How to tell who Leaks your Email Address

Before I describe a technique you can use to tell where your email addresses are being leaked from, let’s take a small step back and review a little about email spam in general first.

Unsolicited email spam has been a problem since the SMTP (Simple Mail Transport Protocol) was originally defined. Thankfully, software like SpamAssassin [1] and numerous other tools have got fairly good at filtering emails, and it’s not often that end users see the full scale of the problem. Unfortunately, while significant improvements have been made, the root issues still somewhat remain a challenge:

  1. Did the email come from where it said it did?
  2. Is the email content spam, phishing, other or legitimate?

Did the email come from where it said it did?

The first problem is a technical one and related to the SMTP protocol [2],[3]. SMTP defines how a message is transported and not the message content. This meant that for a very long time it was extremely easy to forge the author and origin of an email by simply setting whatever you like as the FROM, REPLY-TO and RETURN-PATH addresses.

While I was at university, I would often prank classmates by sending them emails such as job offers from bill@microsoft.com. The emails I sent were never intended to be malicious and were the most basic emails you can create; usually a single sentence and very easy to identify that they are not legitimate. However, one time this almost got me into real trouble.

I was working for a local company in a part-time job while I was at university. This is a small organisation that had headquarters in another town and HR was ran from there. One day we were doing some paperwork and decided it would be funny to send an email to HR from the boss saying that X employees down in Y town deserved a bonus this week. A day later we received a call from the boss which went something like this (paraphrasing) “We received a strange email here at the office, was that you?”, “Yes! We were just messing around, and it should be fairly obvious that it was a fake email.”, “Well, you’ve caused quite the stir, don’t do it again.”. Thankfully my boss was fairly passive about it.

2 or 3 years later when I no longer worked for this company, I recieved a call from my old boss who told me they were having some problems with their computers in the office and suspect that malware had been installed. The first real shock came when he asked “Does this have anything to do with you?”. Damn!, this is when the full impact of my prank those years earlier hit me. What has he been thinking about me all this time?

In hindsight, this was fairly silly and I certainly don’t recommend doing it. People can be suspicous of the unknown and it’s usually not a good idea to destroy any credibility you have with a silly prank. I guess the morale of the story here is if you’re a bit of a prankster, think a little about the impact before you go ahead.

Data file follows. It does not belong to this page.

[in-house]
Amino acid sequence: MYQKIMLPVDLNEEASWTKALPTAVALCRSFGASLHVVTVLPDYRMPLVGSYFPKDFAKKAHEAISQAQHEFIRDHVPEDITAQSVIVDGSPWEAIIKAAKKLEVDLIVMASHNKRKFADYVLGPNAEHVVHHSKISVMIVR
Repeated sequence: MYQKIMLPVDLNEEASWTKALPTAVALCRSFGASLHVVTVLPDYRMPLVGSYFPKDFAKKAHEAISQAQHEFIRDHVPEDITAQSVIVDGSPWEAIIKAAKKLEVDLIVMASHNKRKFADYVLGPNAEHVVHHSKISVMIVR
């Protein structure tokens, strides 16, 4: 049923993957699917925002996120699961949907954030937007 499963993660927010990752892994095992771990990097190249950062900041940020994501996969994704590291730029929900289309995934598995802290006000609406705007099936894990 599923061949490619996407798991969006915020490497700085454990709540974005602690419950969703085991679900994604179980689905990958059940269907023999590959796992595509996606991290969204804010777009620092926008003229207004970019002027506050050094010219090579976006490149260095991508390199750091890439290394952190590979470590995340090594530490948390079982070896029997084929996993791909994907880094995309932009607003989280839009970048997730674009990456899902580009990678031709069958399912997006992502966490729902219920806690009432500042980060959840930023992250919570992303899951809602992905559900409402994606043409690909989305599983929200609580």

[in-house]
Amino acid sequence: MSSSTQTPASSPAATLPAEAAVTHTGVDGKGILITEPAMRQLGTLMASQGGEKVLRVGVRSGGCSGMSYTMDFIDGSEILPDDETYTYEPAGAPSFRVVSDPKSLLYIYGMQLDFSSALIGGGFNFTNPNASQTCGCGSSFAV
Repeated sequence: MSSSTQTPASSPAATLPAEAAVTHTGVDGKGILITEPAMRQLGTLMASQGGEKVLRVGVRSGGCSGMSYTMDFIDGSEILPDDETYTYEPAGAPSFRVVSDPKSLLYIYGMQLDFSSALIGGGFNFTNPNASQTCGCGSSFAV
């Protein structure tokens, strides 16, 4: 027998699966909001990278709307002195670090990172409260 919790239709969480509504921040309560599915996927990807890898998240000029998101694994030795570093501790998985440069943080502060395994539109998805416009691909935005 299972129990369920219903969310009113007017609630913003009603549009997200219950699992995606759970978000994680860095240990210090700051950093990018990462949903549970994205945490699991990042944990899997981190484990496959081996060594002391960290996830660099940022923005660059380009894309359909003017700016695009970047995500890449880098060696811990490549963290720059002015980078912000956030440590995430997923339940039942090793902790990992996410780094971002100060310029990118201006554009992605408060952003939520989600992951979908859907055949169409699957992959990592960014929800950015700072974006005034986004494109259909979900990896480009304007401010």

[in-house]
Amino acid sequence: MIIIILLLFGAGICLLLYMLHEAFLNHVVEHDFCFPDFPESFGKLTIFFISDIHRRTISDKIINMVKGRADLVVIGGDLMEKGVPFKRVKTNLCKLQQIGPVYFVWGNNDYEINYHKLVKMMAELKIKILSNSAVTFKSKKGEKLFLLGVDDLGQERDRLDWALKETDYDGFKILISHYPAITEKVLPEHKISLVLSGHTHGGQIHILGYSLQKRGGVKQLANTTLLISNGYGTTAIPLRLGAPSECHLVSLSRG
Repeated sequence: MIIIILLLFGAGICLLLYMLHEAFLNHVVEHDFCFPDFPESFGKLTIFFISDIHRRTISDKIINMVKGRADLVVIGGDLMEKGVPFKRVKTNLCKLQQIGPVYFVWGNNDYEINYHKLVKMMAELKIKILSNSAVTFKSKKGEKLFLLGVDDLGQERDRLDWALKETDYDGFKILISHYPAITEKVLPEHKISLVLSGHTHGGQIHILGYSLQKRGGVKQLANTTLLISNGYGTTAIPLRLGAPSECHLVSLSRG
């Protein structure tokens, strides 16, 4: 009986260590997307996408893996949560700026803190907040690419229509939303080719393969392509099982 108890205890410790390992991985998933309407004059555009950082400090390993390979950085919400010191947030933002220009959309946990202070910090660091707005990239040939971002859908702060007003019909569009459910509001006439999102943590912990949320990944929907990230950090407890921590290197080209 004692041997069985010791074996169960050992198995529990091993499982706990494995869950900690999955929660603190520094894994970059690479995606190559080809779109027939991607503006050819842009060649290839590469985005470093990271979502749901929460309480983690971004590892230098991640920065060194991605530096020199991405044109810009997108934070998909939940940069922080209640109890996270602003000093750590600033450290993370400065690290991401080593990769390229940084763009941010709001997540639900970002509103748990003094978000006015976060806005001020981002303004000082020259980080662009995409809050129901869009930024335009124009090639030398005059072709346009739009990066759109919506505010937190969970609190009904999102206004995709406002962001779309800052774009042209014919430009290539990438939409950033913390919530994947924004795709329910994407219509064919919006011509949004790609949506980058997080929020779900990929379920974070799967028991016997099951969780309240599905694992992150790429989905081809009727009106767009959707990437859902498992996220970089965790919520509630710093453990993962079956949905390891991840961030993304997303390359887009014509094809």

A Small Demo

Now, a small demo. Let’s see if we can recreate this little bit of nostalgia. Here I’m going to use Papercut “The Simple SMTP Desktop Email Receiver” [4] and Telnet [5] (use the link to enable if on windows).

First, I’ve installed Papercut on a virtual machine on my LAN with the address 192.168.1.238.

What I would do back in the days of university was put a random search into AltaVista or Google search engines. Not the most efficient or correct way, but there was always one or more hits and I didn’t really have any need for scripts. Any websites that were returned on the front page, I would probe for a mail server by attempting to connect to port 25 (Port 25 is SMTP and used for sending mail, Port 110 is POP3 is used for retrieving mail from the server). Let’s say www.surmise.it showed up in those results and a whois for this domain told us that the IP address was 192.168.1.238. Well, I would open telnet and connect to the machine like this (Note: I’m using windows here but it works exactly the same on linux);

After you connect you should recieve some information about the mail server software and it’s version:

Now we’re ready to enter some commands. Let’s perform the following:

The arrows in red are the lines I’ve typed in manually, and this (at a very basic level) illustrates how SMTP works. After these commands have been processed by the server we can see the results in Papercut:

Today it’s unlikely that this would work due to improvements that have been made around email, such as the SPF (Sender Policy Framework) [6] and Email Authentication/Validation [7]. So no more fun but obviously for good reason.

Is the email content spam, phishing, other or legitimate?

The second problem is one of natural language processing. How does an email client determine that the content of an email is not phishing or something similar? Can a computer actually understand the contents of the email? Let’s leave that question there for now and not get into the Turing Test.

This is a harder problem to solve and it’s a constant battle between spammers and filters to get the right balance of blocking spam while allowing legitimate emails through. It’s probably the reason we have a spam folder at all, since there would be no use for this if the filtering was perfect.